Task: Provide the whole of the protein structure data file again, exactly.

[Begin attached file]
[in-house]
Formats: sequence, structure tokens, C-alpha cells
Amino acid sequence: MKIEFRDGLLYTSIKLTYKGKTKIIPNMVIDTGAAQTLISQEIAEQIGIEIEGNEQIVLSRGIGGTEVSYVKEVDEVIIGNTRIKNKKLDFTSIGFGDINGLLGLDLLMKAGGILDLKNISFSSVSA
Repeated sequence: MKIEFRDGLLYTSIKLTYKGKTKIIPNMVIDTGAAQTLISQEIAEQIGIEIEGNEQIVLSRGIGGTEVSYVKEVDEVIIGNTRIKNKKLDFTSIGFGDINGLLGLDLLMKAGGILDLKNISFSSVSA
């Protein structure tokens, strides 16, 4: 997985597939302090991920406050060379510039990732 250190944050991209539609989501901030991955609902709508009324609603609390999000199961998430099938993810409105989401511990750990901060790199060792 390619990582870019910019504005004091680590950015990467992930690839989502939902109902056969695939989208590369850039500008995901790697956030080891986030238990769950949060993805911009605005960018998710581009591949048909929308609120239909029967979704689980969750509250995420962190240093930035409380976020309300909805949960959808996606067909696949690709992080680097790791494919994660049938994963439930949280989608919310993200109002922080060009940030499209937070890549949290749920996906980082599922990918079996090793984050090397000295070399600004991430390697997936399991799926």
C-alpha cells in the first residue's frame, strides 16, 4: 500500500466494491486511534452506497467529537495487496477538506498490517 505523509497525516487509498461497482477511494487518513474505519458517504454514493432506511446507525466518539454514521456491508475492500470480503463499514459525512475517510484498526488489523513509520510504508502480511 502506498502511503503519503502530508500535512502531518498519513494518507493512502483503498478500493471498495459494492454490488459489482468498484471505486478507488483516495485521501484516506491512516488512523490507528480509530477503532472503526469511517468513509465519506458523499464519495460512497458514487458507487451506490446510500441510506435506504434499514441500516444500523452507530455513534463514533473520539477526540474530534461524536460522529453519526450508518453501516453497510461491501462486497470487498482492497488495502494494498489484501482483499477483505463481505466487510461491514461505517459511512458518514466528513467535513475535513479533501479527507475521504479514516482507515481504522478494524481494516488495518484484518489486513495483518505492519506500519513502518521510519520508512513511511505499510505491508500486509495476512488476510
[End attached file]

[in-house]
Formats: sequence, structure tokens, C-alpha cells
Amino acid sequence: MKIEFRDGLLYTSIKLTYKGKTKIIPNMVIDTGAAQTLISQEIAEQIGIEIEGNEQIVLSRGIGGTEVSYVKEVDEVIIGNTRIKNKKLDFTSIGFGDINGLLGLDLLMKAGGILDLKNISFSSVSA
Repeated sequence: MKIEFRDGLLYTSIKLTYKGKTKIIPNMVIDTGAAQTLISQEIAEQIGIEIEGNEQIVLSRGIGGTEVSYVKEVDEVIIGNTRIKNKKLDFTSIGFGDINGLLGLDLLMKAGGILDLKNISFSSVSA
């Protein structure tokens, strides 16, 4: 997985597939302090991920406050060379510039990732 250190944050991209539609989501901030991955609902709508009324609603609390999000199961998430099938993810409105989401511990750990901060790199060792 390619990582870019910019504005004091680590950015990467992930690839989502939902109902056969695939989208590369850039500008995901790697956030080891986030238990769950949060993805911009605005960018998710581009591949048909929308609120239909029967979704689980969750509250995420962190240093930035409380976020309300909805949960959808996606067909696949690709992080680097790791494919994660049938994963439930949280989608919310993200109002922080060009940030499209937070890549949290749920996906980082599922990918079996090793984050090397000295070399600004991430390697997936399991799926």
C-alpha cells in the first residue's frame, strides 16, 4: 500500500466494491486511534452506497467529537495487496477538506498490517 505523509497525516487509498461497482477511494487518513474505519458517504454514493432506511446507525466518539454514521456491508475492500470480503463499514459525512475517510484498526488489523513509520510504508502480511 502506498502511503503519503502530508500535512502531518498519513494518507493512502483503498478500493471498495459494492454490488459489482468498484471505486478507488483516495485521501484516506491512516488512523490507528480509530477503532472503526469511517468513509465519506458523499464519495460512497458514487458507487451506490446510500441510506435506504434499514441500516444500523452507530455513534463514533473520539477526540474530534461524536460522529453519526450508518453501516453497510461491501462486497470487498482492497488495502494494498489484501482483499477483505463481505466487510461491514461505517459511512458518514466528513467535513475535513479533501479527507475521504479514516482507515481504522478494524481494516488495518484484518489486513495483518505492519506500519513502518521510519520508512513511511505499510505491508500486509495476512488476510